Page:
Data need to do more than expose the problem — they should inform our solutions.
New data released last week by the CDC and National Center for Health Statistics reveal the worst rates of maternal mortality in the United States in 60 years. According to the report, the number of women who died during pregnancy or shortly after rose 40% (1,205 in 2021, 861 in 2020, and 754 in 2019). The increase pushed the maternal mortality rate to 33 deaths per 100,000 live births, compared with 24 in 2020 and 20 in 2019.
Every major news outlet covered the report, in what tragically is becoming a routine event. Year after year, new maternal health data is released, industry leaders highlight the opportunities for change, and yet the situation gets progressively worse.
Where is the disconnect? What will it take to break out of the cycle?
Two important things to note about this massive spike:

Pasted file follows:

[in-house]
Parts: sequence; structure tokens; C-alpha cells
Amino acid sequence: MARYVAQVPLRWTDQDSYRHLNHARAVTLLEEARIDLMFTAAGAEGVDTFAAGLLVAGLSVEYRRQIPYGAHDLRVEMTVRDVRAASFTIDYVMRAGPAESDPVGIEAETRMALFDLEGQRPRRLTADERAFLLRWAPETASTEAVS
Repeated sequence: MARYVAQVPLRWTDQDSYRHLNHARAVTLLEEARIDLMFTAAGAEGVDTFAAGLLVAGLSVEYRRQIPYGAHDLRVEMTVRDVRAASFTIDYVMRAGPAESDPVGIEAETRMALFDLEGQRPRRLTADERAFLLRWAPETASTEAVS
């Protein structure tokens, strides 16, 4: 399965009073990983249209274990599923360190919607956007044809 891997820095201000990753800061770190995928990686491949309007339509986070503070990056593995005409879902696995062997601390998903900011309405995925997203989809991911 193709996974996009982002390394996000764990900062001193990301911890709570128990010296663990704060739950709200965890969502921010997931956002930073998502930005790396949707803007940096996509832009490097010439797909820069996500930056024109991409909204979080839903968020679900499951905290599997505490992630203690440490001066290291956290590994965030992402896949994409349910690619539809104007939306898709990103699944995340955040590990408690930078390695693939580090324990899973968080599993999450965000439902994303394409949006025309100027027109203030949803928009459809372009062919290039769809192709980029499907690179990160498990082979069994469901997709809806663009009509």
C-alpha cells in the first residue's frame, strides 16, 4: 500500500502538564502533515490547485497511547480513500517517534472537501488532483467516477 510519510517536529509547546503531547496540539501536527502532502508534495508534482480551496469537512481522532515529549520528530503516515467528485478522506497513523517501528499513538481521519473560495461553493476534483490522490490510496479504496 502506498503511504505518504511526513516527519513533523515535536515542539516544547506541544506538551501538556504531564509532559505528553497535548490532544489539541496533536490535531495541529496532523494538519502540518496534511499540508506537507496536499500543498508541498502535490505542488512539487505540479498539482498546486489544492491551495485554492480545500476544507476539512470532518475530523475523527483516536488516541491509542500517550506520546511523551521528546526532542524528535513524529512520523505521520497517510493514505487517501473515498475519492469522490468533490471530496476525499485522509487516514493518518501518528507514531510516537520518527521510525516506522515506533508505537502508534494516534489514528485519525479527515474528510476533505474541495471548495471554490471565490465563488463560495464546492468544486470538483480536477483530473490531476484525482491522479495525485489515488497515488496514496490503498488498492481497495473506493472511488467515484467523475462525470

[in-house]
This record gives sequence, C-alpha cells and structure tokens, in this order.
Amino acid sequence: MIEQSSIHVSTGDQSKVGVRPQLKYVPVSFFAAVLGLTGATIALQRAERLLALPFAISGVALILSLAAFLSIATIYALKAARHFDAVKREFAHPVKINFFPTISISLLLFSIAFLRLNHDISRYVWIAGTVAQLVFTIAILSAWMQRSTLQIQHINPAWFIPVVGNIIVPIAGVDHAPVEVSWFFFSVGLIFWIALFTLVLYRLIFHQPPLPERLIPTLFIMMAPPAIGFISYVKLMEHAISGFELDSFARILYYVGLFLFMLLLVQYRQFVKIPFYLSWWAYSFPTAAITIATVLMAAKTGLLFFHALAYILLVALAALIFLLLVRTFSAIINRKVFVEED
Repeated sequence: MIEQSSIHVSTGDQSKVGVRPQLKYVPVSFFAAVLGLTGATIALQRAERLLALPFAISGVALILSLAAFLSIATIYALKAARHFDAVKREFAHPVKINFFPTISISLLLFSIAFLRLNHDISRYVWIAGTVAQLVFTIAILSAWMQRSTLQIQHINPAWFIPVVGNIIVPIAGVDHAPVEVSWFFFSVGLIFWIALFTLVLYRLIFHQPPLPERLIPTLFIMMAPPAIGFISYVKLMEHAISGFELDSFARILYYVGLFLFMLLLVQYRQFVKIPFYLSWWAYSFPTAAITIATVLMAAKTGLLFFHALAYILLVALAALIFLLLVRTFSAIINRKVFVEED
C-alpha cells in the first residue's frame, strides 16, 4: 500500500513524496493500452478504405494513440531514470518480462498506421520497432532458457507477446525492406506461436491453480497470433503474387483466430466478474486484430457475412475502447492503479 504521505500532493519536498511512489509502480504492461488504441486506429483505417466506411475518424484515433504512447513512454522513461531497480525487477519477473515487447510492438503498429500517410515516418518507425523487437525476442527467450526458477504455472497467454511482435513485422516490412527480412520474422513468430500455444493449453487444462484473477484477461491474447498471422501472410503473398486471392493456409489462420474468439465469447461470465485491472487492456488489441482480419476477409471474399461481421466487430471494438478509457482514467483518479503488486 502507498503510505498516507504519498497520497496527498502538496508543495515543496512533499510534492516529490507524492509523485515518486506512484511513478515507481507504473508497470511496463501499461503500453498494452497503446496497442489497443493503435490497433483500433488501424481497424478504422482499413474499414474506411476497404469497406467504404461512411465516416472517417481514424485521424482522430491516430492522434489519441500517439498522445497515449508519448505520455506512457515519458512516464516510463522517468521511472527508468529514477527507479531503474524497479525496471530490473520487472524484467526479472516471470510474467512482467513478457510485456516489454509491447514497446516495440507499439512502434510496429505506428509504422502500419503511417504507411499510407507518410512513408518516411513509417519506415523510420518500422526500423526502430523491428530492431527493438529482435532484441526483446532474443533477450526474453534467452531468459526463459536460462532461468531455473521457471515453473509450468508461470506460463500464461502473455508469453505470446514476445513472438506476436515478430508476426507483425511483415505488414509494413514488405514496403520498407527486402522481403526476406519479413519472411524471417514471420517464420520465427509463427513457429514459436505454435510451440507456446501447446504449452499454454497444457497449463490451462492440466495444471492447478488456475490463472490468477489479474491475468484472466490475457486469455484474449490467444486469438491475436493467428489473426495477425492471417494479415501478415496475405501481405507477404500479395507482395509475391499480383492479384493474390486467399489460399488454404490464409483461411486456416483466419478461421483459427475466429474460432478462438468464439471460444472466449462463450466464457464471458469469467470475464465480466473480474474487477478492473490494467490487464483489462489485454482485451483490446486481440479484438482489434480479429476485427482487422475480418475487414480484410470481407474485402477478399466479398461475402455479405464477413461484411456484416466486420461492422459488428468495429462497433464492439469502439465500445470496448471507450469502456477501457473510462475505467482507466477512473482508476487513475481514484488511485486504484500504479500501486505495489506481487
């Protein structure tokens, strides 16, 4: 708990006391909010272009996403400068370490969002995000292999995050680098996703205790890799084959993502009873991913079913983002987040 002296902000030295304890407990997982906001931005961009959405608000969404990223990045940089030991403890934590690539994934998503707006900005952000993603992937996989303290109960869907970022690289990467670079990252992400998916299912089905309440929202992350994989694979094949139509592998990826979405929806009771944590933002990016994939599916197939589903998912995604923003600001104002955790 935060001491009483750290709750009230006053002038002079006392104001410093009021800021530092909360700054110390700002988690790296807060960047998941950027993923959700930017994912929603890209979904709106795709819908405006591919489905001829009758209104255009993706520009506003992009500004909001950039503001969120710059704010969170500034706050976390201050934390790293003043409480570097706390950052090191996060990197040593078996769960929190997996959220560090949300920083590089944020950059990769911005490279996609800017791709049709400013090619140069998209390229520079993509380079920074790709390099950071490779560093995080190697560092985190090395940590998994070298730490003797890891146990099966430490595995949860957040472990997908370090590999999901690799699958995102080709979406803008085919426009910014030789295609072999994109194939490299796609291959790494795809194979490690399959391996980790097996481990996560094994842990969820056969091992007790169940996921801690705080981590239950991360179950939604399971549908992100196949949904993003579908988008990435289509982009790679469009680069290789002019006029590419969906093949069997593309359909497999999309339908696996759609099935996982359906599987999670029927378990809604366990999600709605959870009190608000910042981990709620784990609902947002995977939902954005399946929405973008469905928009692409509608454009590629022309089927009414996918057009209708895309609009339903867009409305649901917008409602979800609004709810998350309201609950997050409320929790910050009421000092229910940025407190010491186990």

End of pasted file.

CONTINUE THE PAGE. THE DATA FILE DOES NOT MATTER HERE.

1) Maternal health data collection has improved. Partially due to increased awareness of maternal health problems and advocacy at the state and federal level, maternal mortality review committees have been established across the country to improve reporting practices. With more accurate data collection around maternal health, an increase in maternal death rates should not be unexpected.
2) The unique circumstances of 2021 increased risk for pregnant women. These data were collected during the second wave of the pandemic, before vaccination safety and guidance were established for pregnant women. With pregnant mothers at high risk for infection from COVID-19 and access to healthcare options more limited, it is not surprising that the pandemic contributed to higher rates of maternal mortality.
That being said, it is not a victory to maintain the status quo or keep the damage to a minimum — especially when the status quo in the United States is 4 to 5 times higher than countries of similar economic development, and when the “damage” is mothers’ lives.
What we’ve been doing isn’t working, and that’s partially due to a misunderstanding of the causes, or calling for solutions that are impractical or impossible under the current infrastructure. We need to take a step back and reevaluate the contributing factors so that we can provide successful solutions that are scalable, sustainable, and can affect immediate change.
Access to care is a primary factor in maternal mortality rates.